Whilst South Africa grapples with domestic power and coal issues the government would do well keeping one eye on the overseas markets for the nation’s coal exports.
In the longer term, South Africa’s coal exports will go into decline as overseas demand for the product fades, and without intervention to support coal areas in managing the transition, will result in significant social and economic consequences.
The energy transition will happen whether policy makers want it to or not
The coming global decline in coal demand is part of a transition towards renewable energy that is already well underway. At its heart, it is a technology transition and is hence unavoidable – it will happen whether policy makers want it to or not.
As such, policy makers in South Africa need to plan for this long term decline. An unplanned, chaotic transition will have far more serious impacts than one that has been prepared for.
As tends to happen in technological transitions, new technology will replace the old at a rate faster than most predict.
According to Bloomberg New Energy Finance (BNEF), two-thirds of the world’s population already live in countries where wind or solar (or both) are the cheapest source of new power generation. By 2030, new wind and solar will be cheaper than running existing coal- or gas-fired plants virtually everywhere. This is already the case in India.
This is particularly meaningful for South Africa as it is so dependent on India as a coal export destination. In 2018, 48% of all South African exports out of Richards Bay Coal Terminal (RBCT) went to India, a nation with a clearly stated policy aim to reduce reliance on coal imports. In the first half of 2019, that rose to 60%.
Other major thermal coal exporters are less dependent on one nation; in 2018, 31% of Indonesian exports went to China, and 27% to India, whilst Australia’s biggest destination was Japan with 39%.
Reductions in India’s imports will have significant impact on coal export markets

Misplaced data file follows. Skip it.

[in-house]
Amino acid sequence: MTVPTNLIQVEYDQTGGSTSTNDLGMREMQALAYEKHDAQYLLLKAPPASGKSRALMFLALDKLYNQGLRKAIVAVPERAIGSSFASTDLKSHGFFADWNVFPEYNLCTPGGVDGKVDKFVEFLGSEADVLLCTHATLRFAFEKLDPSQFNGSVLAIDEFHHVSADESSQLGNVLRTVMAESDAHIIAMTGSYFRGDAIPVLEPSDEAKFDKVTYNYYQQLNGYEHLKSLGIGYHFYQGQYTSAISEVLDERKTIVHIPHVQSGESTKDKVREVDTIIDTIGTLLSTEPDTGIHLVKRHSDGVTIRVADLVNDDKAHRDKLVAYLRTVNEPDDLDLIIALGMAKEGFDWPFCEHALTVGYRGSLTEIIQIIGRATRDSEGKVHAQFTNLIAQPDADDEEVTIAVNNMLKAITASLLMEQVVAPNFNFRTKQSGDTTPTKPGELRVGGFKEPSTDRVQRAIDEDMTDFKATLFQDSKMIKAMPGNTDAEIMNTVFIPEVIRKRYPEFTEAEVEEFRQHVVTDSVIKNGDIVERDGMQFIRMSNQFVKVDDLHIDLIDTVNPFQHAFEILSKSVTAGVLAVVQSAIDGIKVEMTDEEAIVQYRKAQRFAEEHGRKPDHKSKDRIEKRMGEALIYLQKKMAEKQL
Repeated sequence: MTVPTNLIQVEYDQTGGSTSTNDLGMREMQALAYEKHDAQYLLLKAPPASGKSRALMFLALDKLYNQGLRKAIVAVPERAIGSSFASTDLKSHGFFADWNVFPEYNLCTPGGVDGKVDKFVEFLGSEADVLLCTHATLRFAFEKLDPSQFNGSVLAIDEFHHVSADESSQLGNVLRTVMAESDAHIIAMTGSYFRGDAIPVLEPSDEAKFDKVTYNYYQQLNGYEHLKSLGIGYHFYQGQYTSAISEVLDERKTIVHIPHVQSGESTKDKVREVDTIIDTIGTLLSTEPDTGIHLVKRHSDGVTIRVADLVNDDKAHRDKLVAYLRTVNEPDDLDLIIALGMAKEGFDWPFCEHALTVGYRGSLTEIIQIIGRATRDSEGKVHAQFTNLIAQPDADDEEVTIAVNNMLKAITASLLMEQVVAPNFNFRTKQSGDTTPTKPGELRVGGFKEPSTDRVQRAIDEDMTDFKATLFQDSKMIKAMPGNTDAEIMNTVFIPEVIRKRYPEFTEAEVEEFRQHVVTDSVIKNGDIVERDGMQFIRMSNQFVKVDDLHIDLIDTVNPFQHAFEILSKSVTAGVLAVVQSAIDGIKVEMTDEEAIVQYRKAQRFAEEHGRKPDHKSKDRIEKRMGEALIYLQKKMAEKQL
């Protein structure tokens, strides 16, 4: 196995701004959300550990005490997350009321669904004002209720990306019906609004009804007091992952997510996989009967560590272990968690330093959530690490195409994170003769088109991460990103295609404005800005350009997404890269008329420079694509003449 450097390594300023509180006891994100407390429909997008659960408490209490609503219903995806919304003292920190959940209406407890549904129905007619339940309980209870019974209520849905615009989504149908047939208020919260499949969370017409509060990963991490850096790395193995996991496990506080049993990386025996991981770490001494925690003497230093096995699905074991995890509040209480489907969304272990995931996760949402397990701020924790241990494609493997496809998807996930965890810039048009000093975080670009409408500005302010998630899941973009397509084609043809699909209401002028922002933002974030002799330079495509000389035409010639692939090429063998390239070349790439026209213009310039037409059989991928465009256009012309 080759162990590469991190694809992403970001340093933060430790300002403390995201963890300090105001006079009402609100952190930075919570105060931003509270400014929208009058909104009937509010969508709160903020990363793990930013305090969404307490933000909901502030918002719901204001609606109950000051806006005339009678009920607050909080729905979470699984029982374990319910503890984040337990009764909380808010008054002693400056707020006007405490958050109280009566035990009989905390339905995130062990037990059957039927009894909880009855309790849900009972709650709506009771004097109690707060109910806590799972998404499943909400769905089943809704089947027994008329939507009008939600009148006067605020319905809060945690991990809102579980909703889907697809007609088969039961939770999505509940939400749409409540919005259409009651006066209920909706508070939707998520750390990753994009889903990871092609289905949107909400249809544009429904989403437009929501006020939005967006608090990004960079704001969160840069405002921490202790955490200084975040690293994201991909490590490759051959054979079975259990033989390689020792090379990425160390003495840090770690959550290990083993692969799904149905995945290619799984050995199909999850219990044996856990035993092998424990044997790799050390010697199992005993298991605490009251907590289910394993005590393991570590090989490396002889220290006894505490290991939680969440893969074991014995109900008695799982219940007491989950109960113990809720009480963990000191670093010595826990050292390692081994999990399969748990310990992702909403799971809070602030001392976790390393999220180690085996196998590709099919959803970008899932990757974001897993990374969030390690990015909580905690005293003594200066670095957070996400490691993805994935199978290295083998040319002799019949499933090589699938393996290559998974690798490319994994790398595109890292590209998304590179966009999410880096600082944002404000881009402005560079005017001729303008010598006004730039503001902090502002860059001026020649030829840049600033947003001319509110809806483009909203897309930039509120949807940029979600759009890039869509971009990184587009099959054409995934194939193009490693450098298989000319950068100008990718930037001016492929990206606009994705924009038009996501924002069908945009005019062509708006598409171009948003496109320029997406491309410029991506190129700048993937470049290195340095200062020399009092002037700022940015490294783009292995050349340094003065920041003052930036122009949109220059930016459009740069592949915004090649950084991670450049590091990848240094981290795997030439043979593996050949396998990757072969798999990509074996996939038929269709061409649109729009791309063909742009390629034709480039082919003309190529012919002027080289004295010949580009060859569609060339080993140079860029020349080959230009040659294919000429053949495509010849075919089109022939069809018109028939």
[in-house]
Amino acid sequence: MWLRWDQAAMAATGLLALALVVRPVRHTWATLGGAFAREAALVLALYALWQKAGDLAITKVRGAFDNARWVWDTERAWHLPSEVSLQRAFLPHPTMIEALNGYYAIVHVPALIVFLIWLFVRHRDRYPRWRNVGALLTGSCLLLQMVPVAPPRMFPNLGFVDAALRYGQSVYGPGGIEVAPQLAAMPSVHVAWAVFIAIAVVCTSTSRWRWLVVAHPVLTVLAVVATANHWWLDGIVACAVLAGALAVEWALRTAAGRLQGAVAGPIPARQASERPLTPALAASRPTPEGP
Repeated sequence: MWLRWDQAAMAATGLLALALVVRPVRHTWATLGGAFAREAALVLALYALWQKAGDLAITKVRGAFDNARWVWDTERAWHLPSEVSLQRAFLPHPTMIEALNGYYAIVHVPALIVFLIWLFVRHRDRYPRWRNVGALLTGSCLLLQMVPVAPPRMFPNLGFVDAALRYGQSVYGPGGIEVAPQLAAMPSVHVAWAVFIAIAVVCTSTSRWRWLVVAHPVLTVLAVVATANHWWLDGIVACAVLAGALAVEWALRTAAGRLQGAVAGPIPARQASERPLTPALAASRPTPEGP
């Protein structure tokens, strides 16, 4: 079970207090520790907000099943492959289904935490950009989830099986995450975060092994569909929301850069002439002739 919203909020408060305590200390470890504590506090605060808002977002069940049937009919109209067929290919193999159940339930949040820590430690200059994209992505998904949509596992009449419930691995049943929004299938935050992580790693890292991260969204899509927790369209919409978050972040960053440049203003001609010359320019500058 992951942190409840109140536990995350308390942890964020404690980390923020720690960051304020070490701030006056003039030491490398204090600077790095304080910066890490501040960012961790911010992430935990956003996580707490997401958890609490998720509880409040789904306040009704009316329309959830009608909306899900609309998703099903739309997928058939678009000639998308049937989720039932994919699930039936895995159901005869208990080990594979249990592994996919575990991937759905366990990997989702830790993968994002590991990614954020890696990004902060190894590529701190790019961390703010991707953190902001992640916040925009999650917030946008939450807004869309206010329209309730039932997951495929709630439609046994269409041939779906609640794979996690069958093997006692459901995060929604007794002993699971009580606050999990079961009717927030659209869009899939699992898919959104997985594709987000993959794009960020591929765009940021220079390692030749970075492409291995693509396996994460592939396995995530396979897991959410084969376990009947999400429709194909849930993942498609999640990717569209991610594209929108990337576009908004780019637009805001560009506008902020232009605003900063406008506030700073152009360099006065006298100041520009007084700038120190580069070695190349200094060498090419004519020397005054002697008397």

Given South Africa and Indonesia are so reliant on India, any reduction in the latter’s coal imports would have significant repercussions across the seaborne thermal coal market.
The Indian government’s latest plan is to cut coal imports by one third, or around 85Mt, by 2024.
In addition, state-owned Coal India Ltd is again talking about ramping up domestic coal production to reduce imports. Although Coal India has tended to miss its production growth targets, its output is still growing and is planned to grow much further.
Don’t expect other markets to save South Africa’s coal exports either.
Export growth to Pakistan is limited, with most of the power plants that run on imported coal already built and a significantly stepped-up renewable energy policy has been drafted.
South Korea has a clearly stated intention to reduce reliance on coal whilst Europe is further down that track than anyone. IEEFA expects government statements announcing a planned end to coal-fired power in some European countries will be joined by others from around the world in near-future.
South Africa’s hand will be further weakened by the fact that other exporters will be losing their major markets at the same time.
In addition to India, Indonesian exporters are faced with the prospect of declining exports to China as it too aims to replace imported coal with domestic production. Some of the slack may be taken up by higher domestic coal demand in Indonesia but the market looks like it will extend its over-supply situation into the longer term.
Meanwhile, Australian exporters will see Japanese demand fall even if the Japanese government takes no further action to reduce reliance on coal.
Over-supplied coal exporters will compete more fiercely over declining markets
The result of this will be over-supplied coal exporters competing more fiercely over declining export markets.
South Africa’s main export terminal, RBCT, is already operating with 20% spare capacity as rail capacity hasn’t matched the terminal’s 91 million tonne per annum export capacity.
In the longer term, RBCT may have to get used to the idea that an increasing proportion of its annual capacity will become stranded.
RBCT is not alone in this. The coal terminals at the Port of Newcastle in Australia – the world’s largest coal export port – operated at 25% spare capacity in 2018.
Concern over coal’s long-term sustainability has led the chairman of the Port of Newcastle to recognise an “urgent need” for the port to diversify away from a reliance on coal, further stating, “While the world’s demand for our coal is beyond our control, our ability to invest in new sources of growth and innovation is not.”
Part of that statement was echoed by RBCT chair Nosipho Siwisa-Damasane upon the release of reduced 2018 export figures, who stated, “The markets are a reality, they are outside RBCT’s control”.
In the long term, South African coal export levels will be decided by markets that reflect energy policies across Asia, not those of South Africa. The economic benefits of renewable energy are increasingly influencing Asian energy policies. Concern about climate risk and air pollution will only drive the change faster.
Policymakers need to spend time and effort now to prepare for the inevitable transition.
This commentary first appeared in Business Day.
Simon Nicholas is an energy finance analyst with the Institute for Energy Economics and Financial Analysis (IEEFA).